Speirs, 65, can't read music but has the uncanny ability to play songs nearly perfectly after he has heard them. Six women approach to ask if he can play some gospel songs for them -- "Hallelujah" and "You Raise Me Up."
He obliges, and they start to sing, a few harmonies popping up here and there.
When troubles come, and my heart burdened be
Then, I am still and wait here in the silence
Until you come and sit awhile with me.
They're strangers who become a band for a fleeting moment, a moment that ends when the women have to leave. When they leave, Speirs does too.
He is retired but spends most of his time at home, researching his geneaology. He always felt that he didn't quite fit in with his family.
"My family told me as early as I can remember that I was adopted," he said. "They always said that my birth family loved me very much, but couldn't take care of me, and that I was more special because they got to choose me."
He started meeting members of his birth family when he joined the Catholic Church. His quest to figure out his ancestry started there.
Speirs doesn't trust traditional genealogy websites, although he pays nearly $200 a month for memberships to eight of them. In 2012, he and some of his family members started their own project, which has grown to include thousands of people from nearly every continent.
"This whole thing [the project] is so large and so huge and so complex," he said. "How do you begin to explain such inclusivity?"
He scrolls through the database the family shares to track the results of each DNA test. His one-bedroom apartment is dominated by the TV screen linked to his computer, where he tries to match each person who sends in a request to their family.
That's how he spends his days -- listening to Mozart and trying to piece together every branch of his family tree.
He is waiting for answers.
Abigail Green, 9, runs up to the piano, leans over, not bothering to sit on the bench, and starts to play.
It's the quick rise and fall of the first few notes of Beethoven's Fur Elise.
She looks up at the street in front of her to see if anyone is watching, giggles and darts around a tree, across the brick patio and back to her mother, who is punching in numbers at an ATM a few yards away.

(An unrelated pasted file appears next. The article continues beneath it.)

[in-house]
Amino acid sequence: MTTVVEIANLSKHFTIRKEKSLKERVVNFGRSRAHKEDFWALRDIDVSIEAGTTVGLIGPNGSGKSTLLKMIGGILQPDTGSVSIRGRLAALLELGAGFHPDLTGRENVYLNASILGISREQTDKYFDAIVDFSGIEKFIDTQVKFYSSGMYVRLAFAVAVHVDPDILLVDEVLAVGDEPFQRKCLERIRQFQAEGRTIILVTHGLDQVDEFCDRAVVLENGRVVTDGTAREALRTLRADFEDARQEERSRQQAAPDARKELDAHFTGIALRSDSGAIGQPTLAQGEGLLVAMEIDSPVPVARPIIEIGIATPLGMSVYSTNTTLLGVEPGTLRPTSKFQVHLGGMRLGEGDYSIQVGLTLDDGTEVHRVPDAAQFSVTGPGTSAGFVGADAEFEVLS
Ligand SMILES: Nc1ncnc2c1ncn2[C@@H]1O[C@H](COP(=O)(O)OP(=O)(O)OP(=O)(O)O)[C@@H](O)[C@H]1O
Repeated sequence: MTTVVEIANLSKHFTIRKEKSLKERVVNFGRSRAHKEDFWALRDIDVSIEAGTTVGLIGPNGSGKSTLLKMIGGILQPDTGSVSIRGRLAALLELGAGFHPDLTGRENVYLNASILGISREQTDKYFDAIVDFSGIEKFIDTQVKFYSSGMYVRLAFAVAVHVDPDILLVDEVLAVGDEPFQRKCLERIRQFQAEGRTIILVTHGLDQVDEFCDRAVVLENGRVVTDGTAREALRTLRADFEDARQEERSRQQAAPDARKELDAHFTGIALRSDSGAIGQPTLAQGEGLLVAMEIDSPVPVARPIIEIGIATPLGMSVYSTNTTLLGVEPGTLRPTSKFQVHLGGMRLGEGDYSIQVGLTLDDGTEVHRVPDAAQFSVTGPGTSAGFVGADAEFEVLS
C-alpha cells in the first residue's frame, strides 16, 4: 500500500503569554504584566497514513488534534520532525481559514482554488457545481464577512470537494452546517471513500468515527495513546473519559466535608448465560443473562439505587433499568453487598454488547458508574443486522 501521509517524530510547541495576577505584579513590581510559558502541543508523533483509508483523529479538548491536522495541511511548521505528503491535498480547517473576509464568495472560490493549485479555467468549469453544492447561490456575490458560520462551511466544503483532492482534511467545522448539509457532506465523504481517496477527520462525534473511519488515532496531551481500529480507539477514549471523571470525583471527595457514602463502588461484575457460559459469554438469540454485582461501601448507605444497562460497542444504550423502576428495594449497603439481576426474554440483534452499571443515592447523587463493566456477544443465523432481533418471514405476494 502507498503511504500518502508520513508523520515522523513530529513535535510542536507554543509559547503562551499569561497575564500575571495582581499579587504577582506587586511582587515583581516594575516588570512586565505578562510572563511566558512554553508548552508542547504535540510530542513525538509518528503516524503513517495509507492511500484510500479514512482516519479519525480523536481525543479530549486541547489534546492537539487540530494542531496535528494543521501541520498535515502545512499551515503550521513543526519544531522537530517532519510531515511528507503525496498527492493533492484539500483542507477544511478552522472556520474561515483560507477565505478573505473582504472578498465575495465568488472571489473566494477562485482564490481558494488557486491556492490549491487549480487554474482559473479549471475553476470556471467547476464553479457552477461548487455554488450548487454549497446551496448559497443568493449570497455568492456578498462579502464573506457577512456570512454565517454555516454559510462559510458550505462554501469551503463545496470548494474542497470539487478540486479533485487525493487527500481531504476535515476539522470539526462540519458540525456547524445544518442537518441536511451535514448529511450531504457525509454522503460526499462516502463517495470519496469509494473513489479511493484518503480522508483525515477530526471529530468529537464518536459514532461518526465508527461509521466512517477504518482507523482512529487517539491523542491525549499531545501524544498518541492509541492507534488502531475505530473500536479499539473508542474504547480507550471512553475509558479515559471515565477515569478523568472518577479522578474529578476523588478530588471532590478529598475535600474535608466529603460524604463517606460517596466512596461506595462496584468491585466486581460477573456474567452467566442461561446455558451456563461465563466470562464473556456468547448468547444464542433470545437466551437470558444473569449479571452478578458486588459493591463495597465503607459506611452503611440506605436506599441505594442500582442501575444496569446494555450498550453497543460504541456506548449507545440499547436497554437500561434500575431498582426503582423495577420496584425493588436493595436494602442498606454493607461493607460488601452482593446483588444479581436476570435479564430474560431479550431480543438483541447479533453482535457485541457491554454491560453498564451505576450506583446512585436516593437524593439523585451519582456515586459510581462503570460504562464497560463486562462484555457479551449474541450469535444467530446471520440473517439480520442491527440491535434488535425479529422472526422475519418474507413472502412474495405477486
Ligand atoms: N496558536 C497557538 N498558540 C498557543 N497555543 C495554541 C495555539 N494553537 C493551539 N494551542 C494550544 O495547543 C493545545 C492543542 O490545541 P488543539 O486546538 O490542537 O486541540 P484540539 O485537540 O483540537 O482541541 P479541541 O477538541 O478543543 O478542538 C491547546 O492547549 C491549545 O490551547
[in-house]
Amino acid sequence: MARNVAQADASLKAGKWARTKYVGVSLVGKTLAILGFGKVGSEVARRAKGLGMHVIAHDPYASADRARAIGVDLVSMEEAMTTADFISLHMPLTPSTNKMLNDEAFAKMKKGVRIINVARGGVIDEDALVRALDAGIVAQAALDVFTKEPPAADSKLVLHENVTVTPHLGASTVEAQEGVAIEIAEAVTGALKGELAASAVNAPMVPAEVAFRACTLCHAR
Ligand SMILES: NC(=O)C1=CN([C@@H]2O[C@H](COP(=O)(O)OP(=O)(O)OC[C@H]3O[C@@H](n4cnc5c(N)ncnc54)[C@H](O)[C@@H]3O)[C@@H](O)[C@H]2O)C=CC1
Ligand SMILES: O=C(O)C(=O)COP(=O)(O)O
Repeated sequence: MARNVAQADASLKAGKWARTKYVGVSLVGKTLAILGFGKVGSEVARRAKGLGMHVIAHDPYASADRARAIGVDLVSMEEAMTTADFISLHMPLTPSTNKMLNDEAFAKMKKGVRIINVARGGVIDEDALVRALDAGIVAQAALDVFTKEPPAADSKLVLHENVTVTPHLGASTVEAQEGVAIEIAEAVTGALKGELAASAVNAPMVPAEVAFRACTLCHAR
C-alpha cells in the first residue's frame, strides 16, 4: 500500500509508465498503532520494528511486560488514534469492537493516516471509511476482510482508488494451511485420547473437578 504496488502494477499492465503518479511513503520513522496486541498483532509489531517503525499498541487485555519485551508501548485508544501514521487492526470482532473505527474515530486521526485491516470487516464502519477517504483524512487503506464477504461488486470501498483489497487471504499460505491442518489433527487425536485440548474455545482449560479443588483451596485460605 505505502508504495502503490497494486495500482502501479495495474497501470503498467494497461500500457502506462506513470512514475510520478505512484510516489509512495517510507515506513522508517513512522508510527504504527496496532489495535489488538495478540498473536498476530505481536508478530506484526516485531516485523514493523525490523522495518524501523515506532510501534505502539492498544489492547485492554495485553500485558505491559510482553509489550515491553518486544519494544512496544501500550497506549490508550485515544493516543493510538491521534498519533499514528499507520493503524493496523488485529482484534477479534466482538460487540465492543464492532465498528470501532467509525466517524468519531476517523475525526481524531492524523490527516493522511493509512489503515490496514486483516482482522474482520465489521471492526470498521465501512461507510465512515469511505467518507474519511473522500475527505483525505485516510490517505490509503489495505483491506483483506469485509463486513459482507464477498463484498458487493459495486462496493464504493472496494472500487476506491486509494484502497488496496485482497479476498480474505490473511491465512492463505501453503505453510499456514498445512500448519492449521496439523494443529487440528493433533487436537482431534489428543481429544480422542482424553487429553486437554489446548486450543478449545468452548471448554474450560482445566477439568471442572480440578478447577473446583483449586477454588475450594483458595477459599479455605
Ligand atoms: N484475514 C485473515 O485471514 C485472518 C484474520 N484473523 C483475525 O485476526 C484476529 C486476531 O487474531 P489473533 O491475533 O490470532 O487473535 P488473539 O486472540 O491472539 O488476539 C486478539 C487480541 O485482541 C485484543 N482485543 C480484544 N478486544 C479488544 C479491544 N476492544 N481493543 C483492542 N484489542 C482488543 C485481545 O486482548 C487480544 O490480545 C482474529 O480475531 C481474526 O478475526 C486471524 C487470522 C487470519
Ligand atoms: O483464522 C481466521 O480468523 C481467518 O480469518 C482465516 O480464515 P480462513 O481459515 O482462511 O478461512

The two are spending the day together in Little Rock. Abigail's four siblings are sick, so she and her mother, Kathryn Green, took a "home-school field trip" to the Historic Arkansas Museum. They rode the trolley and ate lunch at the River Market.
Abigail caught a glimpse of the piano through the window of David's Burgers.
"She saw that piano out there and said 'Can I play it?'" Kathryn Green said. The two have the same wide smile, the same brown hair.
Abigail has been taking piano lessons for two years. She loves the arts, and said her favorite hobby is drawing.
"I draw everything," she said, her eyes lighting up.
The pair walks away, Abigail bouncing next to her mother, on their way to Kilwins.
Abigail is waiting for ice cream.
They get their cones and sit outside, Abigail licking at the ice cream that soon starts dripping down her cone, making its way between her fingers and falling onto the table in front of her. She has to run back inside the shop to grab more napkins to sop up the chocolate mess.
"My dream is to be a famous singer one day, but I probably won't be," she said with a shrug.
She isn't sure what her backup plan is, but it doesn't matter.
She's focused on her ice cream.
Lionel Alford plays a Billy Joel tune on a pop-up piano in the Little Rock River Market.
Steven Speirs brings some gospel music to the intersection of Sixth and Main streets in downtown Little Rock.
ActiveStyle on 10/02/2017
Print Headline: Keys to the city; Part art project, part music appreciation, public pianos offer downtown Little Rock a midday musical interlude